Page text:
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Trends in Textile Engineering & Fashion Technology

Efficacy of Silk Fibroin Based Bio-Ink in 3D Printing for Tissue Engineering

Manjunath RN*

Indian Institute of Technology Delhi, India

*Corresponding author: Manjunath RN, Indian Institute of Technology Delhi, Hauz Khas, New Delhi- 110016, India

Submission: June 11, 2018;Published: July 02, 2018

DOI: 10.31031/TTEFT.2018.03.000561

ISSN 2578-0271
Volume3 Issue3

Opinion

Backdrop

Today, countless peoples are suffering and dying from various diseases and one of the reason being the non-compatibility and failure of life saving drugs. In fact 90 percent of the new drug that are tested in labs, on animals trials which are promised to cure the problems actually fail in certain humans. Sometimes, the drug failures during human trials are tragic enough to result in rapid multiple organ failures making the human tester incapable from leading his/her normal lifestyle [1]. The drug that demonstrated its ability to cure in the laboratories may not work same on all people as each human body is unique. This poses to be a major challenge for the drug manufacturers whose significant point of concern would be to develop safe and effective drug which is a risky, time consuming and highly expensive process in reality. In finding solutions to avoid such devastating drug failures and detrimental side effects on human trials, engineering and biotechnologists have come forward to work on developing human tissues outside the body and test the drugs on these tissues. As each individual are different from one another, the tissues developed form the body cells would be unique and testing the drugs on such tissues would accurately determine its safety, compatibility and effectiveness prior to human trials [2]. This can ease the process of drug development by reducing our reliance in animal trials and further increasing the acceptance rates with almost zero chance of rejection, ultimately ending up with better, safer and cheaper drugs.

3D bio-printing

One of the means to achieve a clear-cut defined biomimetics implants for drug trials are by using the technique of 3D bio-printing. A 3D bio-printer that functions with computer assisted approach and precise controls can provide a cutting-edge solution to facilitate the scientific and clinical objectives of producing biologically inspired 3D structures [3]. Particularly in the field of tissue engineering 3D bio-printing comes with several opportunities since it can allow the fabrication reproducibility and patient specific implants that can intimately mimic the native tissue characteristics with respect to structural performance, bio-degradability, bio-functionality and response to new drugs [4].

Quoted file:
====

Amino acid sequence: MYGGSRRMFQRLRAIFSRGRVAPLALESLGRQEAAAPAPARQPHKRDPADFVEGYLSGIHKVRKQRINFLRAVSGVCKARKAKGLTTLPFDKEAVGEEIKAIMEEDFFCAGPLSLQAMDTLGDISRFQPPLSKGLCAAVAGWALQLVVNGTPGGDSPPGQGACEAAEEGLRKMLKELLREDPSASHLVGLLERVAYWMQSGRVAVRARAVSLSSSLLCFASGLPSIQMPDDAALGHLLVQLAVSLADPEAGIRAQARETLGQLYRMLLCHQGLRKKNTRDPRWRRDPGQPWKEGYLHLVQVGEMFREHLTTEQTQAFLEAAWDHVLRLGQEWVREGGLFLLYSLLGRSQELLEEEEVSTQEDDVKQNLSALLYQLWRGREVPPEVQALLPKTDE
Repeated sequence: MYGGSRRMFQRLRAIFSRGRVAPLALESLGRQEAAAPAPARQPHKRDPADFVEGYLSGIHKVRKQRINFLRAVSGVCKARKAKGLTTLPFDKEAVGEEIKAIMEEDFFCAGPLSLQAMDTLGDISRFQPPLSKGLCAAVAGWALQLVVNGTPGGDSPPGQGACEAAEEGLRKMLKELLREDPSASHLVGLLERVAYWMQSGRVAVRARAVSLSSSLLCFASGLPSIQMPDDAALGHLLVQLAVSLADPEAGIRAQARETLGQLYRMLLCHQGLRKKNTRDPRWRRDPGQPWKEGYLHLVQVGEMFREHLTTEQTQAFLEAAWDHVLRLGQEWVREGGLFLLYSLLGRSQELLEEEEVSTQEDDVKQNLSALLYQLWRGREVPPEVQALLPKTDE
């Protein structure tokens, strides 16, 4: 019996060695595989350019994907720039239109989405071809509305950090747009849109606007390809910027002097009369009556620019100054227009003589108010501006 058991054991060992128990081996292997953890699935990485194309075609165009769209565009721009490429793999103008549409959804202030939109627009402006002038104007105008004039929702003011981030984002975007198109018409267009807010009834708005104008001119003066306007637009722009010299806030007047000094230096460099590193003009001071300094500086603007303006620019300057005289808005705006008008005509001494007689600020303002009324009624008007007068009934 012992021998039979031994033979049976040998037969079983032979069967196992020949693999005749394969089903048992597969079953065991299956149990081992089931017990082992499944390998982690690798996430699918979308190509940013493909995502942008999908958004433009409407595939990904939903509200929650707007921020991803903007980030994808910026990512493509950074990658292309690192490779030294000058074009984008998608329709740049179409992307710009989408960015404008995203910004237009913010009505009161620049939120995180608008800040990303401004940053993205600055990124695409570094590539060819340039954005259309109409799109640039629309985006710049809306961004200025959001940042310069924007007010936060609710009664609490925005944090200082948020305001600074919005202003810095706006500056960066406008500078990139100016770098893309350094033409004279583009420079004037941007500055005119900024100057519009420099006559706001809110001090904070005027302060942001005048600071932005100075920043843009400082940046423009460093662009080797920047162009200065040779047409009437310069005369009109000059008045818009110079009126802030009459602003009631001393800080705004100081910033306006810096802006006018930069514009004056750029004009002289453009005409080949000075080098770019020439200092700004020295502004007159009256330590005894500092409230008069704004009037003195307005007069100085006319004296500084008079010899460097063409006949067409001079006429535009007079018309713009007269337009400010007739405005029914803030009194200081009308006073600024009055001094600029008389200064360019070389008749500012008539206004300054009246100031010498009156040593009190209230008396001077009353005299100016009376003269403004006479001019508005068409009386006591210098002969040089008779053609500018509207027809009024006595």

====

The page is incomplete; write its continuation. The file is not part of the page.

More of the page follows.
Though, the endless potential of 3D printing technique has gained much attention in today’s bio-medical applications, there are several engineering problems and challenges that need to be tackled. Lack of ideal bio-inks with required bio-compatibility and printability has been recognized as a major barricade that has stalled the speedy and successful development of the 3D printing in printing complex tissues [5]. Most of the inks that are currently being used in 3D printing are based on silicones, collagen, alginates, gelatin etc. These inks are sensitive to temperature, pH changes and lack structural stability that requires cross-linking additives to toughen these materials. Inclusion of such additives to the bio-ink can damage the body cells and other biological components that the researchers want to develop [6]. Therefore, the pursuit of a novel bio-ink material that can potentially be used in development of biological implants in which the success of actual tissue engineering lies upon remains a challenge.

Silk fibroin based bio-ink for 3D printing

Fibroin which is the chief constituent of silk has gained a major attention in the field of scaffold development and tissue engineering for decades. Silk fibroin is a natural and easily available protein associated with excellent mechanical strength, bio-compatibility, bio-degradability and options for flexible structural modification that holds almost all the requirements for an ideal material for bioprinting [7,8]. The process of fibroin based bio-ink development primarily begins with the extraction and purification of fibroin from the naturally available silk filaments that can be performed with variety of aqueous or solvent based processing techniques [9]. Further, they are mixed suitable additives that are necessary to provide structural support for soft tissue construction especially for larger constructs [10].